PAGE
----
Making the case for e-learning

Although e-learning is not a new invention, we often still have to make a case for it in our organizations. And clearly there's reason to do so, as many successful companies worldwide have integrated e-learning solutions into their staff development programs.

Before jumping into some of the reasons why, let me first ask:

  • Is e-learning completely new to your company or department?
  • If you have used e-learning before, what were your experiences and why are you now re-evaluating whether e-learning is the right solution?

In a lot of cases, companies have had traditional training in place for a while, yet budget pressures are driving them to re-assess their options. The question, “What about e-learning?” is common at this juncture.

Let’s be realistic, though: the biggest things you’re going to save on are travel costs to bring everyone to a training location, the facility rental, and the trainer fees. Some people even calculate the cost of lost productivity during this time. That's not a 100% accurate as people will need time to absorb the material and shouldn't be expected to do an e-learning course in their free time.

Production cost of an e-learning course has changed dramatically over the years

Remember those days when you needed a big budget to hire programmers, designers, animators, and video editors to develop a course? Nowadays, there are great e-learning authoring tools that let you create compelling and engaging e-learning courses without the need for a large team of developers. Most of them offer a free trial version (like Articulate Storyline) so you can test which one offers the best features for your course and is the most intuitive for you to use. A lot of them even let you import your training materials from PowerPoint so you can convert them into interactive courses—a good one for starters is Articulate Studio ’13.

After cost, standardization, continuity, and scalability are other considerations. With e-learning you can reach a larger number of learners at once. They can decide for themselves when to take the course, which gives them a lot more flexibility. And they will all see the same course with the same quality of information, examples, exercises, and scenarios, so you don’t have to worry that the quality might vary depending on the trainer or group dynamics.

That brings up another interesting point: learning styles. As we all know, each of us has a preference for how we learn new things. And that can be very different from our co-workers. While some are very visually oriented, others might prefer to dive deeper into facts and figures. There are several theories on learning styles, which I don’t want to go into here, but with e-learning you can let your learners decide how to explore the information. They can learn at their own pace and digest the information the way that is best for them.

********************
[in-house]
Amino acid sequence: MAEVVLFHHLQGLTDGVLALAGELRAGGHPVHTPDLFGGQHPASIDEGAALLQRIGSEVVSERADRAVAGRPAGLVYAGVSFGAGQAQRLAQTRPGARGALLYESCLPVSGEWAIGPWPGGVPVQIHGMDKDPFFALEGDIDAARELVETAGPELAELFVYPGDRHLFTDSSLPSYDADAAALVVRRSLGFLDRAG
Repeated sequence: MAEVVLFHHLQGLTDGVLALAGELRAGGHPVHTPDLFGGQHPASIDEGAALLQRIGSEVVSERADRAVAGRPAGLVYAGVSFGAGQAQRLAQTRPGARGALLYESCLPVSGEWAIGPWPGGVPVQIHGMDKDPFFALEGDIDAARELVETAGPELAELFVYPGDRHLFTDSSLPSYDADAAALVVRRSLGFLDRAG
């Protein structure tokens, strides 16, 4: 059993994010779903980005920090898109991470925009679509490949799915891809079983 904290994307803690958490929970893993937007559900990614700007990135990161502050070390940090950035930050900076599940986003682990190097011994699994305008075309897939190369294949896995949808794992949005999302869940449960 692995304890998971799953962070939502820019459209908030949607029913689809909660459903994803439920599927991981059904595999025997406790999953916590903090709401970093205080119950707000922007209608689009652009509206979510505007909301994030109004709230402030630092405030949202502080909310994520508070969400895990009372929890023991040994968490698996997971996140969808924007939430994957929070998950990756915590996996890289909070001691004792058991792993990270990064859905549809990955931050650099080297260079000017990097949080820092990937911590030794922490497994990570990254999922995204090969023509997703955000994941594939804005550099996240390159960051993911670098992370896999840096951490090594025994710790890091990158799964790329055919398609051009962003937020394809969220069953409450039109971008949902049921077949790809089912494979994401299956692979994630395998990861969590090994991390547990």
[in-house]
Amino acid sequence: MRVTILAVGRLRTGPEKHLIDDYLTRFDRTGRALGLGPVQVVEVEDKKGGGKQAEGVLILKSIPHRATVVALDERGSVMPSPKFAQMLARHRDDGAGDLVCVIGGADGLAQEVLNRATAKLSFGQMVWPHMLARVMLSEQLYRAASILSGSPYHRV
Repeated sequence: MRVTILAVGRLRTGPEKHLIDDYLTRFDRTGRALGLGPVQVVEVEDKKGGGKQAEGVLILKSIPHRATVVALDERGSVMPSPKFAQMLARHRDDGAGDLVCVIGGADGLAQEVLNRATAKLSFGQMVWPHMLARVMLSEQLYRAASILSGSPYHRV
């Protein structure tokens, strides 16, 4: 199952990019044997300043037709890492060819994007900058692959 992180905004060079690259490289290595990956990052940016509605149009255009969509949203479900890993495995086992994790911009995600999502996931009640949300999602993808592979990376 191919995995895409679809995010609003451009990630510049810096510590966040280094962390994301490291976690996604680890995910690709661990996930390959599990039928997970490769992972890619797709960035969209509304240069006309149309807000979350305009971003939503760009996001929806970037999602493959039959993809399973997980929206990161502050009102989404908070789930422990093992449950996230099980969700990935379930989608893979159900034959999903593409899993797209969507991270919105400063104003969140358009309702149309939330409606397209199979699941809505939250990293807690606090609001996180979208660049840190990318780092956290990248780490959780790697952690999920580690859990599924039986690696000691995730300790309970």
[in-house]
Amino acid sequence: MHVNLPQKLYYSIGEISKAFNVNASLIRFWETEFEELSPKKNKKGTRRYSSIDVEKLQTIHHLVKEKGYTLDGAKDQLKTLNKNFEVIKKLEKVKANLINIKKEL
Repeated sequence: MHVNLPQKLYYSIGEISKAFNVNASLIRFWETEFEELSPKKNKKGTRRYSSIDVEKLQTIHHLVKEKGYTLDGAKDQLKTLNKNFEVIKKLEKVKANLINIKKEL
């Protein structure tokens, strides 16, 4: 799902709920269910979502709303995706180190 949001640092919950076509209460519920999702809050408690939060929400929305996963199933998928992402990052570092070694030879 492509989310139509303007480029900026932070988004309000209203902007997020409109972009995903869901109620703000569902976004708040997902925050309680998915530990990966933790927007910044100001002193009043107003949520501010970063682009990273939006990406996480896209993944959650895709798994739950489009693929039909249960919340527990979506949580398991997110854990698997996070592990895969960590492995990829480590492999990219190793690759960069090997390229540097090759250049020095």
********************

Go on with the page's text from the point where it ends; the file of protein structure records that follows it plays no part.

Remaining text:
Explore previous e-learning experiences

If e-learning is completely new to your company or your department, you can go through all the above arguments with your peers to make your case for why e-learning is a very good solution for the company. However, if your organization has experience with e-learning, you’ll have to dive deeper into the history. Here are some questions that might be helpful to ask:

  • What was the topic and the learner's experience with the subject (e.g., beginner or advanced)?
    Sometimes there’s a need to re-evaluate whether the course was too easy or too difficult for the target group of learners or didn’t address their needs for training.
  • What was the length of the course?
    If the learners can see upfront that the course they’re about to take will require, say, four hours, they'll likely feel deflated from the start. You can let them know that they can take breaks or come back later, but it’ll certainly be a lot easier if you explain to learners that the course is divided into chapters, or build smaller and shorter courses right from the start.
  • How many people finished the course, and how many dropped out?
    That can have various reasons—in addition to the ones above, time management, distractions, technical issues, and job requirements can also be possible issues. It would be ideal to talk with some of the learners who dropped out to find out more about their reasons.
  • Was the management happy with it?
    Sometimes decisions for training are made without a precise idea of what the outcome should look like. Strategies can also change quickly. So, the reason e-learning is being re-evaluated might not be about the course itself.

One last note, this one on tracking: Tracking can be another advantage of e-learning since it allows you to monitor the attendance, scores, and outcomes of knowledge checks of your learners. If you’re developing for an international audience, please consider that in some countries there might be different regulations on privacy and data security. It can be a sensitive issue and needs to be handled very carefully.

Have you had experience making the case for e-learning in your company? What have been your most successful arguments for it? Please leave a comment below and share your experience!

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